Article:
prevent violence against women. Furthermore, post-conflict and post humanitarian crisis and
natural disaster processes have tended to deepen gender inequalities in economic and political
participation, affecting women’s vulnerability to violence. Yet despite these realities, the current
*
Dr Jacqui True is a senior lecturer in International Relations at the University of Auckland. Address: Private Bag 92019,
Auckland, New Zealand 1010. j.true@auckland.ac.nz. The author would like to thank the editors of this issue and two
referees for their rigorous, thorough and extremely constructive comments which greatly helped in the revision of this
paper.
1
Programme on Women’s Economic, Social and Cultural Rights (PWSCR) Concept paper see www.pwescr.org at 4 March
2010.
2
The Committee on the Elimination of Violence Against Women describes violence against women or gender-based
violence as that ‘directed against a woman because she is a woman or that affects women disproportionately’ CEDAW
General Recommendation No. 19, 11
th
session, 1992. Women are often subject to violence as a result of their gender
subordination, that is the construction of women as inferior to men within and across societies and multiple intersecting
vulnerabilities between gender and their membership in ethnic, nationality, class, and other marginalised groups.
3
Apodaca Clair ‘Measuring Women’s Economic and Social Rights Achievement’ (1998) 20(1) Human Rights Quarterly 151.
THE AUSTRALIAN FEMINIST LAW JOURNAL 2010 VOLUME 32
40
global political economic order is often neglected in analyses of violence against women. Official
United Nations approaches make no linkages between the effects of financial crises,
macroeconomic policies and trade liberalisation for example, and the prevalence of violence
against women. UN Security Council Resolutions on women, peace and security single out sexual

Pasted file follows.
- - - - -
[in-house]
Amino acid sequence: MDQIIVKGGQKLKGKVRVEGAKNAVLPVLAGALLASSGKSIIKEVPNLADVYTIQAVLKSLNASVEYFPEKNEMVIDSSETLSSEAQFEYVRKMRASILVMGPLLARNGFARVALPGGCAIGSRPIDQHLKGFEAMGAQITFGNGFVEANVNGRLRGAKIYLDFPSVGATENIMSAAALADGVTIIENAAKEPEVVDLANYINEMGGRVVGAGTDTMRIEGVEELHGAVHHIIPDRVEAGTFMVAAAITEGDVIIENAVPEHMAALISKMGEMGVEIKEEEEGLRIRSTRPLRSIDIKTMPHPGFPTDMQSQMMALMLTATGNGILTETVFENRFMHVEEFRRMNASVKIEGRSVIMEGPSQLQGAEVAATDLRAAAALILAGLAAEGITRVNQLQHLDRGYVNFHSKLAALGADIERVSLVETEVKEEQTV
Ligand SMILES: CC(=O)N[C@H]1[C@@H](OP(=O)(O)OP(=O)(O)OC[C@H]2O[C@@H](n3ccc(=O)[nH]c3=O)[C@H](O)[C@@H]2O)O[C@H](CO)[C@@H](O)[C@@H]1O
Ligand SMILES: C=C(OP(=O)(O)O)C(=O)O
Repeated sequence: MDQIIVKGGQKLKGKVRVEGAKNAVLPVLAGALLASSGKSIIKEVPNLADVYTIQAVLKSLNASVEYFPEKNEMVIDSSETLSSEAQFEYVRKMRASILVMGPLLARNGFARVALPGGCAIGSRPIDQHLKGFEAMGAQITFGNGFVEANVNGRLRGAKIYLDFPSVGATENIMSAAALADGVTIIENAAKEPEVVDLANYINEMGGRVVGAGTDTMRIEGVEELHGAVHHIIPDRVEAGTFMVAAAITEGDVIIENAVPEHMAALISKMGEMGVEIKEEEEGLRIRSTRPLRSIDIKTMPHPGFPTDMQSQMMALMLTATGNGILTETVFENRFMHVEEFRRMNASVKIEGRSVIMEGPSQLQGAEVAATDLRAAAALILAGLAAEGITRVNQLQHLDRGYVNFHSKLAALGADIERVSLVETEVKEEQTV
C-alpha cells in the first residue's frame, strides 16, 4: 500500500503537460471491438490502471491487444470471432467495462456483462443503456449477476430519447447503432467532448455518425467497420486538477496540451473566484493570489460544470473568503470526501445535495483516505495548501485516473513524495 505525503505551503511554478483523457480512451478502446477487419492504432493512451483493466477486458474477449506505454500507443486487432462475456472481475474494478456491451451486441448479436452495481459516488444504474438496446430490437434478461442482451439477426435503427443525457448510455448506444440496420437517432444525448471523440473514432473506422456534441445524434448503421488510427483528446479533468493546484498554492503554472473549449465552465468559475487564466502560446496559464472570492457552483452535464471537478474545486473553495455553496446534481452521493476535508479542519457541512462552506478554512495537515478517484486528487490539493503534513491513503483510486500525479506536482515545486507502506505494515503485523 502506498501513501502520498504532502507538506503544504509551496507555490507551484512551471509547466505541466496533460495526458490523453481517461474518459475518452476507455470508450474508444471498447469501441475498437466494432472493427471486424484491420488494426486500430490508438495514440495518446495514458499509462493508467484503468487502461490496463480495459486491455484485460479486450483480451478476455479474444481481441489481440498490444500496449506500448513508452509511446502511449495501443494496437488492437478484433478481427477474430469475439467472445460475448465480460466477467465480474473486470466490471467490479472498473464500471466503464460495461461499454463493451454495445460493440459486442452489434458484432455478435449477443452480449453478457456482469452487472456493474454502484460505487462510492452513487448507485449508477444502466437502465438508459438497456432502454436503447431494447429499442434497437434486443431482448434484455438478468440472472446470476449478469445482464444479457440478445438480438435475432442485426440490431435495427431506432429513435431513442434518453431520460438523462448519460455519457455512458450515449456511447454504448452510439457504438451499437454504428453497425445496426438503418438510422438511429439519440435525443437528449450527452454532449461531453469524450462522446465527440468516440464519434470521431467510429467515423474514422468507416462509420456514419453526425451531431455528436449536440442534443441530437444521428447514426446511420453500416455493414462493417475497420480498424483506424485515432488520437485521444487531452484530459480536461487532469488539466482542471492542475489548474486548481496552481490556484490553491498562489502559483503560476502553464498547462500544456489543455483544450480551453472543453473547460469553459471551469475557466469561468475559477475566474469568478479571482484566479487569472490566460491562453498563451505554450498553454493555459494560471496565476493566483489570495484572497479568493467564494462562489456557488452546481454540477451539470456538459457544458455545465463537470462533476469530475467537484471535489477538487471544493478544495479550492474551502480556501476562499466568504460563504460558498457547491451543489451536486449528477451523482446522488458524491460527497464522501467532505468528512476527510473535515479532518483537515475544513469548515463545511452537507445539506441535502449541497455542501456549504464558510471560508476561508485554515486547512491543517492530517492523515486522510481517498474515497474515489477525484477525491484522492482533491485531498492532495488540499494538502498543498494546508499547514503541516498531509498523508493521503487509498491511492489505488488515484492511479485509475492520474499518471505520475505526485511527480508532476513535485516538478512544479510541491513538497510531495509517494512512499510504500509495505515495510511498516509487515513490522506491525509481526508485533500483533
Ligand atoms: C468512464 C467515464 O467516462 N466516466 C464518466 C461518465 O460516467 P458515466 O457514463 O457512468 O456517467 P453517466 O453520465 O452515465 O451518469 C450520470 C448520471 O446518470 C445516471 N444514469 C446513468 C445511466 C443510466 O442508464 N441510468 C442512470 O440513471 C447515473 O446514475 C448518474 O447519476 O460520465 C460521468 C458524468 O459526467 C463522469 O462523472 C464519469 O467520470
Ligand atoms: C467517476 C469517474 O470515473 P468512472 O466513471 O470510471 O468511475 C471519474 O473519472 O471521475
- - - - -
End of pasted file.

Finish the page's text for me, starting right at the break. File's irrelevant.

violence in conflict and post-conflict settings from ongoing forms of violence against women
before, during and after conflict. Moreover, they do not contextualise this violence within the
gendered structures of economic impoverishment and lack of opportunity that are not addressed
by political settlements or by peacekeeping missions. Not dissimilarly, in emergent feminist
security studies within the field of International Relations, the primary focus on sexual violence in
war and armed conflict and trafficking across borders, while seemingly appropriate given the IR
field’s subject matter, risks perpetuating the invisibility of violence against women in peacetime
and within national borders. Lacking any thoroughgoing analysis of the gendered social, political
and economic inequalities that shape women’s vulnerability to violence in whatever setting, both
UN discourses and IR scholarship tend to reinforce gender essentialisms that view women as
inherently victims of violence — and thus, objects of protection — and men as the power
holders.
This article seeks to rectify the neglect of contemporary global political-economic
processes and their effect on the prevalence of various forms of violence against women in UN
discourses and IR scholarship. Given the short space available, however, it cannot fully
substantiate the argument that women’s physical security and freedom from violence are
inextricably linked to the material basis of relationships that govern the distribution and use of
resources, entitlements and authority within the home, the community and the transnational